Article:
We Shouldn’t Need A Constitutional Amendment To End Birthright Citizenship

American citizenship is a very precious thing and it should be treated that way. That’s part of the reason illegal immigration has been such a contentious issue. It’s also why anchor babies have been in the news of late. Simply put, a child of two illegal immigrants that’s born on American soil or the child of someone from a foreign country who flies here for the express purpose of having a child on American soil, shouldn’t be given American citizenship.

Happily, Republicans in the Senate seem to have also reached that same conclusion:

Senate Minority Leader Mitch McConnell (R-Ky.) told The Hill on Monday that Congress “ought to take a look at” changing the 14th Amendment, which gives the children of illegal immigrants a right to U.S. citizenship.

McConnell’s statement signals growing support within the GOP for the controversial idea, which has also recently been touted by Senate Minority Whip Jon Kyl (R-Ariz.) and Sen. Lindsey Graham (R-S.C.).

In an interview, McConnell said the 14th Amendment provision should be reconsidered in light of the country’s immigration problem.

McConnell stopped short of echoing Graham’s call for revamping the amendment.

“I think we ought to take a look at it – hold hearings, listen to the experts on it,” McConnell said. “I haven’t made a final decision about it, but that’s something that we clearly need to look at. Regardless of how you feel about the various aspects of immigration reform, I don’t think anybody thinks that’s something they’re comfortable with.”

During an interview on CBS’s “Face the Nation” on Sunday, Kyl said, “There is a constitutional provision in the 14th Amendment that has been interpreted to provide that, if you are born in the United States, you are a citizen no matter what. … And so the question is, if both parents are here illegally, should there be a reward for their illegal behavior?”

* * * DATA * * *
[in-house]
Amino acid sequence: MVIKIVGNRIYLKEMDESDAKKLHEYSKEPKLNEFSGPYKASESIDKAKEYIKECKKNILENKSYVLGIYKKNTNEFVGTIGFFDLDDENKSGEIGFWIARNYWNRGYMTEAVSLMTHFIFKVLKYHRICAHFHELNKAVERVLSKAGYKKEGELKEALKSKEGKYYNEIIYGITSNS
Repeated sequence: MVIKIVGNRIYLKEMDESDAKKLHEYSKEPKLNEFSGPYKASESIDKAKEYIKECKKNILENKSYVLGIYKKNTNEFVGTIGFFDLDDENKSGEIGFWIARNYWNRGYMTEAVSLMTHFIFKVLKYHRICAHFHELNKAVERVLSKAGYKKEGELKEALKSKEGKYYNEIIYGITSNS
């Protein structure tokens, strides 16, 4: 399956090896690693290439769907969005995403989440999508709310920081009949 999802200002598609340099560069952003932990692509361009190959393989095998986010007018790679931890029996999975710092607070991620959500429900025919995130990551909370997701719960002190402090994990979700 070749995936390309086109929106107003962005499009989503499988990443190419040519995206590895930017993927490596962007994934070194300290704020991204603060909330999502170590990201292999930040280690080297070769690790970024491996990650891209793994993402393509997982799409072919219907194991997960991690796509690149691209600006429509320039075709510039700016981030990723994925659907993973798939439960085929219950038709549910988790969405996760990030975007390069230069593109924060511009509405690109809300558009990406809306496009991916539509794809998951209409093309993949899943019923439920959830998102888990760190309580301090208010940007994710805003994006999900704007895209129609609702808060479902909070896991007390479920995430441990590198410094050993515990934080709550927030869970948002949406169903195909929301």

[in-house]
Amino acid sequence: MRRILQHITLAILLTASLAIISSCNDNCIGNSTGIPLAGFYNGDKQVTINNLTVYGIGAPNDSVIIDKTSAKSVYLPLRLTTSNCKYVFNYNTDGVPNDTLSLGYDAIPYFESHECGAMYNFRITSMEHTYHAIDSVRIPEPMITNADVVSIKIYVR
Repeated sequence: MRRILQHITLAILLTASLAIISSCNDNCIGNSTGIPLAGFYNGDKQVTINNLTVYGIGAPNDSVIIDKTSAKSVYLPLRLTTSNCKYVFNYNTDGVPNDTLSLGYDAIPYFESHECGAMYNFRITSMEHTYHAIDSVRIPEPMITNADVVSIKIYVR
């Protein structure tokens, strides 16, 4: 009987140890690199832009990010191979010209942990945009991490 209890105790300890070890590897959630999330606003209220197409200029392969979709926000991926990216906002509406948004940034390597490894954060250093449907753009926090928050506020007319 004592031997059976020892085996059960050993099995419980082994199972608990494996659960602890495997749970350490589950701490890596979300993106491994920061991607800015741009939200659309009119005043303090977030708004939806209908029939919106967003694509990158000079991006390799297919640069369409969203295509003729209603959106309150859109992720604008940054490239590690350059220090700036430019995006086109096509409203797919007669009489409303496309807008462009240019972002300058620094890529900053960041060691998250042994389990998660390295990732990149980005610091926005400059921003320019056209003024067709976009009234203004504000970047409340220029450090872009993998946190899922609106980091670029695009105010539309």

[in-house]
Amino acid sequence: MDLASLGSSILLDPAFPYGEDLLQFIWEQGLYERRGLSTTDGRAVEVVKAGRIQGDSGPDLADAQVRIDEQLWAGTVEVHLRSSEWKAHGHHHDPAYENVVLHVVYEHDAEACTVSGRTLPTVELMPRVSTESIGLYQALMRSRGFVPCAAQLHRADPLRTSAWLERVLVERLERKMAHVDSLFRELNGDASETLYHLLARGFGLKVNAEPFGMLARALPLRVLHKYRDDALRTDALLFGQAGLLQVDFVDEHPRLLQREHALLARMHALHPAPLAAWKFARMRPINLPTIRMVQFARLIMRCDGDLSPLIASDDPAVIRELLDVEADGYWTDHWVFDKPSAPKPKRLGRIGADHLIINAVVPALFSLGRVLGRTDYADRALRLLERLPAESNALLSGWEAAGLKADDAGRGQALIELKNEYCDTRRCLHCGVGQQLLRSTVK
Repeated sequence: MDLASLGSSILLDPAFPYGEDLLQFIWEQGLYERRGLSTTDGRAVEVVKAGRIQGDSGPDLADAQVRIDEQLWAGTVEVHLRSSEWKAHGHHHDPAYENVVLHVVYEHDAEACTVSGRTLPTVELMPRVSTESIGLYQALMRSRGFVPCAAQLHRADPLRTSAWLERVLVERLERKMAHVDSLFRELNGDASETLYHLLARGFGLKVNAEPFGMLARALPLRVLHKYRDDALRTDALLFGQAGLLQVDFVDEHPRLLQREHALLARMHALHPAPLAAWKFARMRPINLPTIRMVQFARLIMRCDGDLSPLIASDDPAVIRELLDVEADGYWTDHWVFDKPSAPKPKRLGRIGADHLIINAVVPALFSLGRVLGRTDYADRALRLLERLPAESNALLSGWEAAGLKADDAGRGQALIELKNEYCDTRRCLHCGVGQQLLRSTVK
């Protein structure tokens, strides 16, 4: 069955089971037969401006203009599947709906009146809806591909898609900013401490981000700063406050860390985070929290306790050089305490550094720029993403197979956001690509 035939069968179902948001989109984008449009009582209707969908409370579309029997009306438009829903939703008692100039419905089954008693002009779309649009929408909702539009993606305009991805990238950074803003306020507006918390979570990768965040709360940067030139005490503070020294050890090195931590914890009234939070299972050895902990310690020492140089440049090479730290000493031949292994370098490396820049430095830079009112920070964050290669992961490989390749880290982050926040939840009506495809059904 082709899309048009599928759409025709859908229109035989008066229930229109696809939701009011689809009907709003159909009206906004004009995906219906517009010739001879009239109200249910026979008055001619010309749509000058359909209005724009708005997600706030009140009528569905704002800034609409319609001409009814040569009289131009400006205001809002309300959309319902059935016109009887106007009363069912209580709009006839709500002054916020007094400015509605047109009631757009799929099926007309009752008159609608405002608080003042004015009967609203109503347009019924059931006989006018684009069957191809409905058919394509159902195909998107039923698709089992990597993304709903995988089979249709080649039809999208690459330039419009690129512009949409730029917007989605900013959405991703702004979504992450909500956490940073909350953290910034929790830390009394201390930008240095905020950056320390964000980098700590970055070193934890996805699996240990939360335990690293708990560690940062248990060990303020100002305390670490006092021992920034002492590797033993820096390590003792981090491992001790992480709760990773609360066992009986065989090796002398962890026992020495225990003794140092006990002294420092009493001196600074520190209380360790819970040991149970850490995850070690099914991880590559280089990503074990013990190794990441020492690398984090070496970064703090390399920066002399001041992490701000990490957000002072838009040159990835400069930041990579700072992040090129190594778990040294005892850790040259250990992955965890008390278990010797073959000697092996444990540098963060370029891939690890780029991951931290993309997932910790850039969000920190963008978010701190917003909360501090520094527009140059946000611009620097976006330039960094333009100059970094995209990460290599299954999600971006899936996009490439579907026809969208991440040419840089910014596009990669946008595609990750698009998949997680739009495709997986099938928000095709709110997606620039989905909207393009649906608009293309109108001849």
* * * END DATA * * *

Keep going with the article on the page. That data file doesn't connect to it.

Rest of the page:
Put simply: I don’t think it requires a change to the 14th Amendment to end birthright citizenship for children who are born to two non-American parents. I say that for the same reason that the children of foreign diplomats who are born in the United States aren’t given American citizenship. Here’s the relevant passage:

All persons born or naturalized in the United States and subject to the jurisdiction thereof, are citizens of the United States and of the State wherein they reside.

I’d argue that illegals and people engaging in birth tourism are “subject to the jurisdiction thereof” of their home nations and therefore, their children are ineligible to achieve birthright citizenship in the United States.

While I would certainly support a constitutional amendment that does that, I think it makes more sense to pass a law ending birthright citizenship for children born of two non-American citizens and then see what happens when it’s tested at the Supreme Court. If the SCOTUS gives it the thumbs up, then the job’s done. If they don’t, then we can push for a constitutional amendment, which will be much tougher, because regrettably, we have gotten far too reluctant to amend the Constitution in recent years.

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